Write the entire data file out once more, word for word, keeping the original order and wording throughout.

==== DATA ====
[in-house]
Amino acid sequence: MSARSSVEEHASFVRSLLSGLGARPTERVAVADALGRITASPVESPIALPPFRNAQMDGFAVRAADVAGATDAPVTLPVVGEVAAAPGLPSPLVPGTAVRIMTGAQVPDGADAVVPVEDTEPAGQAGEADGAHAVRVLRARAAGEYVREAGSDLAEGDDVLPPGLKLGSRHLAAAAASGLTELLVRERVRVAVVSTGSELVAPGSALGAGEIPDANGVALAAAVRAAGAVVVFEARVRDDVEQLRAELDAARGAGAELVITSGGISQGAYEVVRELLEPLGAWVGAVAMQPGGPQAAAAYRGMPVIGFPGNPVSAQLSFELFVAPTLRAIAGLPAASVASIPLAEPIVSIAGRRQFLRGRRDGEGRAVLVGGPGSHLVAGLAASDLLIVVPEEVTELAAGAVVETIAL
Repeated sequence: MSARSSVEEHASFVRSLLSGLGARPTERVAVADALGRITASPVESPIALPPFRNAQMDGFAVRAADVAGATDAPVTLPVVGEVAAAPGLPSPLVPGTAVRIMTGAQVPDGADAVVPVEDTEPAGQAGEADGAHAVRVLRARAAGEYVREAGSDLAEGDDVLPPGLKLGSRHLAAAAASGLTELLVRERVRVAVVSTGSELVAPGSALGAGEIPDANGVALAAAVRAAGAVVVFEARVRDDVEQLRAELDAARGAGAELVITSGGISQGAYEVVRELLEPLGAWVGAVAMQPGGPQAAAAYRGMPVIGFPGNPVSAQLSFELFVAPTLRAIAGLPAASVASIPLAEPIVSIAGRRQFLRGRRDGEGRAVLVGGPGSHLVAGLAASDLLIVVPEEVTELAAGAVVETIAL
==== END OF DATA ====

[in-house]
Amino acid sequence: MSARSSVEEHASFVRSLLSGLGARPTERVAVADALGRITASPVESPIALPPFRNAQMDGFAVRAADVAGATDAPVTLPVVGEVAAAPGLPSPLVPGTAVRIMTGAQVPDGADAVVPVEDTEPAGQAGEADGAHAVRVLRARAAGEYVREAGSDLAEGDDVLPPGLKLGSRHLAAAAASGLTELLVRERVRVAVVSTGSELVAPGSALGAGEIPDANGVALAAAVRAAGAVVVFEARVRDDVEQLRAELDAARGAGAELVITSGGISQGAYEVVRELLEPLGAWVGAVAMQPGGPQAAAAYRGMPVIGFPGNPVSAQLSFELFVAPTLRAIAGLPAASVASIPLAEPIVSIAGRRQFLRGRRDGEGRAVLVGGPGSHLVAGLAASDLLIVVPEEVTELAAGAVVETIAL
Repeated sequence: MSARSSVEEHASFVRSLLSGLGARPTERVAVADALGRITASPVESPIALPPFRNAQMDGFAVRAADVAGATDAPVTLPVVGEVAAAPGLPSPLVPGTAVRIMTGAQVPDGADAVVPVEDTEPAGQAGEADGAHAVRVLRARAAGEYVREAGSDLAEGDDVLPPGLKLGSRHLAAAAASGLTELLVRERVRVAVVSTGSELVAPGSALGAGEIPDANGVALAAAVRAAGAVVVFEARVRDDVEQLRAELDAARGAGAELVITSGGISQGAYEVVRELLEPLGAWVGAVAMQPGGPQAAAAYRGMPVIGFPGNPVSAQLSFELFVAPTLRAIAGLPAASVASIPLAEPIVSIAGRRQFLRGRRDGEGRAVLVGGPGSHLVAGLAASDLLIVVPEEVTELAAGAVVETIAL